Michael Bywater: Forget faster, higher, stronger. I'll settle for a more sedentary Games

Every athlete wants to beat the record, but in our own lives that ideal is a fallacy, not the solution

Share

Yesterday evening's opening ceremonies – including "real farmyard animals" (as opposed to what?) – were planned as a monument to the Olympic Spirit. The bells rang. Behind the scenes men with Sport Face – instead of an actual face, there's an extra bicep, covered in anger – squeezed themselves like Porkinsons into their blazers. G4S men lowered the head gently into the hands and wished it were all over (which, for them, it probably is). Out in the tax havens, sleek men on sleeker yachts fondled their bungs, and in air-conditioned offices PR and marketing functionaries beamed down at the petrol haze of gridlock and smiled at each other, thinking of the Zil lanes.

And in the Olympic Village, the people it's all supposedly about do whatever athletes do before they go on. I imagine it's much the same as actors or musicians. Some go into a sort of trance. Some undoubtedly throw up. Some will lie on their beds groaning. Some will suddenly suffer acute, life-threatening and entirely imaginary maladies – "Oh no! My pancreas!" – and others will become garrulous and hypomanic, wondering if someone's put something in their isotonic sport drink (because one thing that top-class athletes don't drink is Coca-Cola. Nor do they eat McDonald's beastburgers). Oh, oops. PROHIBITED WORDS. But never mind. The Locog enforcers won't be kicking the door in. They'll have learned their lesson from G4S, and simply do the same as everyone else: "work at home" and watch the Games on the telly.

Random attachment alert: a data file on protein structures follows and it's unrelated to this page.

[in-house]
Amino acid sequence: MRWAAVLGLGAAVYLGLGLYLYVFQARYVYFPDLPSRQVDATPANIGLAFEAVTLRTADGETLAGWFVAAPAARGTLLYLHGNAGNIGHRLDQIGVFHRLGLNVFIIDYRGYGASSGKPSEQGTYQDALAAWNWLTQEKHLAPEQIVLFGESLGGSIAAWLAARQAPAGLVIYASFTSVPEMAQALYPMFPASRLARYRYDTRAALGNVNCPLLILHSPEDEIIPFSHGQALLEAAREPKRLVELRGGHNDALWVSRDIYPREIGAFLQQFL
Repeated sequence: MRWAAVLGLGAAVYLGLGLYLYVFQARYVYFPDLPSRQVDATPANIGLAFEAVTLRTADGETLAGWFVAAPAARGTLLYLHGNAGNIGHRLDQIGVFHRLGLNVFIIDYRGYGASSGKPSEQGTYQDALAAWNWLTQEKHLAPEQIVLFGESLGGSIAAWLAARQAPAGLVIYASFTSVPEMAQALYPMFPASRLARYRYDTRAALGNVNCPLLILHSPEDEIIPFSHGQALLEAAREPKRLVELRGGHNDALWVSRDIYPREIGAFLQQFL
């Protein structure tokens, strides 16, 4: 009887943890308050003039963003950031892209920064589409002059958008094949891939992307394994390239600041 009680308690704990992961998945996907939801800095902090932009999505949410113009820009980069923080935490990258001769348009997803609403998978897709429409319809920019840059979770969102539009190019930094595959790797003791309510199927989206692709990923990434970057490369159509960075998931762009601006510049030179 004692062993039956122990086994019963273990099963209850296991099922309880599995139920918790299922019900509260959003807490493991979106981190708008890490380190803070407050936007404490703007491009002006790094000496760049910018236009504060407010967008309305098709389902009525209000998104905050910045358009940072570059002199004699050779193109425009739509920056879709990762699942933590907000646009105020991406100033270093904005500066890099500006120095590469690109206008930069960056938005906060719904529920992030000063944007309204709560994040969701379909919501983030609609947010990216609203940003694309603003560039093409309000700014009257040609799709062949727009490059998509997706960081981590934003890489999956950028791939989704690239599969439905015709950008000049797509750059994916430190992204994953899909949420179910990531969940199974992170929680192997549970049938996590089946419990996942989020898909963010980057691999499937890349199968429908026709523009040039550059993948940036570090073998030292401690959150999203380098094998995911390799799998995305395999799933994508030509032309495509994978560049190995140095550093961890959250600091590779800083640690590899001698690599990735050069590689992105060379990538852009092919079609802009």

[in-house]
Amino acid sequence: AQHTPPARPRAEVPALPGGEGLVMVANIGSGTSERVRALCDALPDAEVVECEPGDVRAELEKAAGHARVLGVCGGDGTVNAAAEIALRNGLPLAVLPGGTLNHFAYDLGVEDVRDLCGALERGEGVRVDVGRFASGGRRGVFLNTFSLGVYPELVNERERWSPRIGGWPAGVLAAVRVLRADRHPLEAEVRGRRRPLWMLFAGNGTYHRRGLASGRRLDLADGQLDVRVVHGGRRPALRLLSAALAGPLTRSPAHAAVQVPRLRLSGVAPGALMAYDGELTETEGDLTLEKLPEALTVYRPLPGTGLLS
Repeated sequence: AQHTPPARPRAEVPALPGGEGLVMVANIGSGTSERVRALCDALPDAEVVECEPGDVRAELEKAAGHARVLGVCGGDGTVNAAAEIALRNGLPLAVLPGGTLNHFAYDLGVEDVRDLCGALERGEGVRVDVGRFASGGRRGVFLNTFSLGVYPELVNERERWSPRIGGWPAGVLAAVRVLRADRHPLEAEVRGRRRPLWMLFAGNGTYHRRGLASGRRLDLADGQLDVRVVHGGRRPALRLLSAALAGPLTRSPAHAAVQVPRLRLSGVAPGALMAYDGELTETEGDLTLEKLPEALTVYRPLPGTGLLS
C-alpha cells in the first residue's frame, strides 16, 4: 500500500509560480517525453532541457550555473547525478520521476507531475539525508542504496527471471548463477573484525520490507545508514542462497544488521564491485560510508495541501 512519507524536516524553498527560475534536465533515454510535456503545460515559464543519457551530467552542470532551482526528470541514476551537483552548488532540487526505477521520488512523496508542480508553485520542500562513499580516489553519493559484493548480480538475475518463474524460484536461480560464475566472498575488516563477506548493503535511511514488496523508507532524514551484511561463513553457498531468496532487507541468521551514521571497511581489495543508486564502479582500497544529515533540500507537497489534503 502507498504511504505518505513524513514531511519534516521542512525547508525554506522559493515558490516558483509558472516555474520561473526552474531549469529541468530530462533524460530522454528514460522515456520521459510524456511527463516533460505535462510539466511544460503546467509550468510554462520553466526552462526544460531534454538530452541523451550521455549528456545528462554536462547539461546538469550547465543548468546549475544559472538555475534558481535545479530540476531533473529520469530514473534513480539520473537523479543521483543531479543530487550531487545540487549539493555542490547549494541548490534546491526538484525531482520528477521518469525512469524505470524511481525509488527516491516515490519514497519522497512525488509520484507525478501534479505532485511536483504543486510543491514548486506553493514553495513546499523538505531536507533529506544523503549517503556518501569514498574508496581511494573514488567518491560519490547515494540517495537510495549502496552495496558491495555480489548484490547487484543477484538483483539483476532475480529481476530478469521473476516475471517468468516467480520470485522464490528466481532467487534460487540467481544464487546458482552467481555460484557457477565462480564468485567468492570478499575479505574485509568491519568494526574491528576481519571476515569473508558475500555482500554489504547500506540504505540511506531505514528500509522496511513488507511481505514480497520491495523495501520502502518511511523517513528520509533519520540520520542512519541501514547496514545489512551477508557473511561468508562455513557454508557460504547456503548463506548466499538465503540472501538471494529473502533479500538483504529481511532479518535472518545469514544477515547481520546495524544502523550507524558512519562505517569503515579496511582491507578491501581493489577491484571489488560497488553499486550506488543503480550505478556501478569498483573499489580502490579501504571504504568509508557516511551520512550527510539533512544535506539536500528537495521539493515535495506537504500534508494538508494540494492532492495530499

Which may remind us what it's theoretically all about.It's not about Zil lanes and finessing the traffic lights. It's not about people flagging down their 17th taxi in a row and wondering why the drivers won't stop (because it's in a Porker Lane, and Jeremy Hunt will rip their mouths off). Nor is it about the rewriting and privatising of physical London, a city of immense complexity that nevertheless, like an organism, like your own body, imprints itself permanently on some internal retina: my foot, my hand, this church, that corner, these mansion flats, those plane trees.

Londoners know where they are at all times and those who live east of Charlotte Street most of all. They – we – move through time as well as space. Ghosts nudge our elbows as we walk, keeping us on track. London is, as William Blake said, "a Human awful wonder of God". But that wonder, those ghosts, only touch those who live there. People who impose will never know it, and the Olympics, for all its qualities, imposes. It is trying to forbid London to its own people. Mustn't go here, open your bag, no entry, is this your car sir ...

A friend who lives in east London woke up one morning recently to find that she was somewhere else. A giant hoarding had been put up, with one of those paintings on it that are supposed to show you what whatever-it-is-behind-it will look like when whoever-they-are have finished whatever-they're-doing. But this was a picture, hyper-real, of somewhere else altogether. What has that to do with sporting prowess, mens sana in corpore sano? Nothing. It'll be about the money.

Heaven knows. But we're stuck. Don't get on this Tube; don't use that bus route; don't get caught out; don't leave the house. It's like a sort of strange TV miniseries aftermath. But is that necessarily a bad thing?